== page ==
On the back of a severe drubbing in last Thursday's local elections, Boris is expected to reshuffle his cabinet. It is rumoured that Wishy-Washy Rishi Sunak could be replaced as Chancellor by Foreign Secretary Liz Truss. Truss and Sunak are sworn rivals to replace Boris at some point. If this is the case, this will be Truss' star ascending while Sunak's star will be dimming.
Boris was probably going to reshuffle his cabinet anyway. However, with the almost total wipeout of Conservative councillors, this event seems to have forced Boris' hand. It will be interesting to see whose heads roll and who will stay in their current jobs. How ruthless will Boris be in this reshuffle of his current cabinet will remain to be seen.
Last Thursday was indeed a terrible night for Boris. Had this been a general election the Conservatives would have lost their 80-seat majority. Meanwhile, Labour did well, taking seats from the Conservatives as did the Lib-Dems and the SNP.
199 out of 200 councils declared themselves on Thursday night. The Conservatives lost control of 12 councils and 487 councillors lost their seats. Labour gained 5 councils, Lib-Dems also gained 5, and in Scotland, the SNP gained one. The SNP is a Scottish nationalist party and can only stand in Scotland during elections. However, having 56 MPs in Westminster they speak on issues regarding Scotland but also for the rest of the UK too.
Overall across the UK apart from Northern Ireland, the Conservatives lost 500 seats. Obviously, the cost of living is one issue why many turned against the Tories. Of course, 'partygate' is another issue burning in people's minds.
Boris admitted his party had a terrible night and acknowledged people had very real concerns. Labour leader Sir Keir Starmer said Labour had turned a corner and come back from the abyss. SNP leader and First Minister Nicola Sturgeon said Scots had stuck with her and rejected the other parties.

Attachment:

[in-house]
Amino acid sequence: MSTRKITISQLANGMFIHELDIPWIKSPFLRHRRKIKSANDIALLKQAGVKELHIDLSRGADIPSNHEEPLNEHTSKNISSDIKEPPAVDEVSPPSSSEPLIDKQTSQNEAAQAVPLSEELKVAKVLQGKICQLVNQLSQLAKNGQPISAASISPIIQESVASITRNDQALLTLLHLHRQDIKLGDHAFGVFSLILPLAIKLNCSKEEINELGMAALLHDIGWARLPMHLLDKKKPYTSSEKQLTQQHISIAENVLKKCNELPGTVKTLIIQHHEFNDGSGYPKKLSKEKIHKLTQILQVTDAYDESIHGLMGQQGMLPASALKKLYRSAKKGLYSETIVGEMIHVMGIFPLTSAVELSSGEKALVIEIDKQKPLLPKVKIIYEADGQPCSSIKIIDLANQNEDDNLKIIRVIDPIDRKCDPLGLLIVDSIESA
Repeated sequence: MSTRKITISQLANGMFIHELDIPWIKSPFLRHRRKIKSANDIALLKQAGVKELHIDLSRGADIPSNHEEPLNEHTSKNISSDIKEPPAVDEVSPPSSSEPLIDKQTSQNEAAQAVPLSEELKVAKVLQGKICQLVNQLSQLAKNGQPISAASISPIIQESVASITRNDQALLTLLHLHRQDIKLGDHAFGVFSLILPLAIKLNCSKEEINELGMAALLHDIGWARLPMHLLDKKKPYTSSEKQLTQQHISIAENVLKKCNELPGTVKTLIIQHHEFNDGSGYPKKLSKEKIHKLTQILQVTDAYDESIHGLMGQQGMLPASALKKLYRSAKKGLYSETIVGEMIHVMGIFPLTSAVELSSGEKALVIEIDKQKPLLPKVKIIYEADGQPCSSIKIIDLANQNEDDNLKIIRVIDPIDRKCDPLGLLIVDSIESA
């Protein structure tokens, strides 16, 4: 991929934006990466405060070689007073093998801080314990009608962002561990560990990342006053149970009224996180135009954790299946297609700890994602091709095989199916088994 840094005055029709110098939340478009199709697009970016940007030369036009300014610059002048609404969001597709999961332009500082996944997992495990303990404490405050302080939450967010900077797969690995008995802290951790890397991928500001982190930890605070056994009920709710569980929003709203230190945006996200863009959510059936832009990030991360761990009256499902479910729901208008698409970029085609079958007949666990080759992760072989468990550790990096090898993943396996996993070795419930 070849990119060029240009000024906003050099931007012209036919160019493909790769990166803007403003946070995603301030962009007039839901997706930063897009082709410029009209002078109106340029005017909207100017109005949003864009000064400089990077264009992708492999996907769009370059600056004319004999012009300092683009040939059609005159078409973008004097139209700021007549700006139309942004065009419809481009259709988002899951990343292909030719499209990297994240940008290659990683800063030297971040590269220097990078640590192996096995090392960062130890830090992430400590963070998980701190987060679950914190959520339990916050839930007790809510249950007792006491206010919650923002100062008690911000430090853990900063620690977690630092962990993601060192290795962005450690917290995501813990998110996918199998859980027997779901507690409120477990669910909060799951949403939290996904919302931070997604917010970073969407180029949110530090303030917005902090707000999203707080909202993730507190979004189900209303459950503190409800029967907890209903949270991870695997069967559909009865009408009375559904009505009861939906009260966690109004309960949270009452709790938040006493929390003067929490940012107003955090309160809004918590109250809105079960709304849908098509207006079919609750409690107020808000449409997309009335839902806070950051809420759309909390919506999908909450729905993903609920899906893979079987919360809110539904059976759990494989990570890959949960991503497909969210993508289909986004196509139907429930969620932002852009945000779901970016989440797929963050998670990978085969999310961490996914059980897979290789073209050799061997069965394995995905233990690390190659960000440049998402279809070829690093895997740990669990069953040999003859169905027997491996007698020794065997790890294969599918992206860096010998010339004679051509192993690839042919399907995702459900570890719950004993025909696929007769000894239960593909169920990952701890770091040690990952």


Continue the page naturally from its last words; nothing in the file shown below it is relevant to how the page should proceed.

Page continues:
The real success of the night, however, was the Lib-Dems. Leader Ed Davey acclaimed his party's success and to many, their success was the surprise of the evening. Much of the Lib-Dem success came at the expense of the Tories. The Lib-Dems were once in government with the Conservatives in 2010. After the 2010 general election, David Cameron and Nick Clegg formed a coalition government where the Conservatives were the senior partners. The Lib-Dems as the junior members went along with the policies of the Cameron administration. Many of the policies were meant to address the financial black hole that the Brown government had apparently left. To deal with this black hole, the coalition government brought in cuts to public services. This affected the poor and the deprived most of all. The electorate never forgave the Lib-Dems for being part of this and so they suffered at the ballot box. During the following general election, the Conservatives and Lib-Dems operated as separate parties. A single Conservative government was returned to office minus the Lib-Dems. The Lib-Dems spent years in the wilderness and it has taken a good number of years for them to recover.
Boris will want his reshuffle done by the parliamentary recess scheduled for 21st July. This done he and his much younger wife with kids in tow can presumably holiday in peace. However, here comes the rub, Boris will have to address the rising cost of living with the British people. No matter how many reshuffles the Prime Minister does if this matter is not alleviated it will spell more trouble. Labour has been suggesting a windfall tax on companies like BP while people are living in fuel poverty. So far, the government has resisted such a thing but in the end it may have no other choice.